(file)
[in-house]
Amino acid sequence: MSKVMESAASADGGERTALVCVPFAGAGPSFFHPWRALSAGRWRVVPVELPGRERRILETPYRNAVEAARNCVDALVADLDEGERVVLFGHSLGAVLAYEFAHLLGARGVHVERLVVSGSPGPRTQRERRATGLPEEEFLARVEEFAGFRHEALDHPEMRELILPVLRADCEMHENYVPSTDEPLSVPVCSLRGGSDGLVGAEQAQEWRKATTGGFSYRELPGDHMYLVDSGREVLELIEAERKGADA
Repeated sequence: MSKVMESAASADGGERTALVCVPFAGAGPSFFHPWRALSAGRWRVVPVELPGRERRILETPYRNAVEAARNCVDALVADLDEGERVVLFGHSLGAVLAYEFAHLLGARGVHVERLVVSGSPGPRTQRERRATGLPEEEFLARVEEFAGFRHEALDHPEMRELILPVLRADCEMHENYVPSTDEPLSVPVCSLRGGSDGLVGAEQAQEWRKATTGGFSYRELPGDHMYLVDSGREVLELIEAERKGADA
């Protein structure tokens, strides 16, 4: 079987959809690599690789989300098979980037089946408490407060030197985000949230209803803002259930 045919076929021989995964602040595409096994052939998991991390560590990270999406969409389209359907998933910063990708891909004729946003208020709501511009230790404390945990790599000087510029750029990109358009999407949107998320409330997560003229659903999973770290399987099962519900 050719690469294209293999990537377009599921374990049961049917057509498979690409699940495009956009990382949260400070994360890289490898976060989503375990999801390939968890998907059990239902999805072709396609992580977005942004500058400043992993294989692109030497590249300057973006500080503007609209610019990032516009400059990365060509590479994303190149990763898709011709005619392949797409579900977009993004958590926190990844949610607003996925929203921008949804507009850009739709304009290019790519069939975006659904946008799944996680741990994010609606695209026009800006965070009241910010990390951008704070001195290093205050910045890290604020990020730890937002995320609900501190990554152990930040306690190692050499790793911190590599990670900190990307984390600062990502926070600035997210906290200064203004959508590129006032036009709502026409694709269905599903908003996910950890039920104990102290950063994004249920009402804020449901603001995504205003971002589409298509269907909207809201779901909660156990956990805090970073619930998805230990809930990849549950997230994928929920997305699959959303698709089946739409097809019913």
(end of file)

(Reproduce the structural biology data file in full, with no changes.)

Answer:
[in-house]
Amino acid sequence: MSKVMESAASADGGERTALVCVPFAGAGPSFFHPWRALSAGRWRVVPVELPGRERRILETPYRNAVEAARNCVDALVADLDEGERVVLFGHSLGAVLAYEFAHLLGARGVHVERLVVSGSPGPRTQRERRATGLPEEEFLARVEEFAGFRHEALDHPEMRELILPVLRADCEMHENYVPSTDEPLSVPVCSLRGGSDGLVGAEQAQEWRKATTGGFSYRELPGDHMYLVDSGREVLELIEAERKGADA
Repeated sequence: MSKVMESAASADGGERTALVCVPFAGAGPSFFHPWRALSAGRWRVVPVELPGRERRILETPYRNAVEAARNCVDALVADLDEGERVVLFGHSLGAVLAYEFAHLLGARGVHVERLVVSGSPGPRTQRERRATGLPEEEFLARVEEFAGFRHEALDHPEMRELILPVLRADCEMHENYVPSTDEPLSVPVCSLRGGSDGLVGAEQAQEWRKATTGGFSYRELPGDHMYLVDSGREVLELIEAERKGADA
């Protein structure tokens, strides 16, 4: 079987959809690599690789989300098979980037089946408490407060030197985000949230209803803002259930 045919076929021989995964602040595409096994052939998991991390560590990270999406969409389209359907998933910063990708891909004729946003208020709501511009230790404390945990790599000087510029750029990109358009999407949107998320409330997560003229659903999973770290399987099962519900 050719690469294209293999990537377009599921374990049961049917057509498979690409699940495009956009990382949260400070994360890289490898976060989503375990999801390939968890998907059990239902999805072709396609992580977005942004500058400043992993294989692109030497590249300057973006500080503007609209610019990032516009400059990365060509590479994303190149990763898709011709005619392949797409579900977009993004958590926190990844949610607003996925929203921008949804507009850009739709304009290019790519069939975006659904946008799944996680741990994010609606695209026009800006965070009241910010990390951008704070001195290093205050910045890290604020990020730890937002995320609900501190990554152990930040306690190692050499790793911190590599990670900190990307984390600062990502926070600035997210906290200064203004959508590129006032036009709502026409694709269905599903908003996910950890039920104990102290950063994004249920009402804020449901603001995504205003971002589409298509269907909207809201779901909660156990956990805090970073619930998805230990809930990849549950997230994928929920997305699959959303698709089946739409097809019913």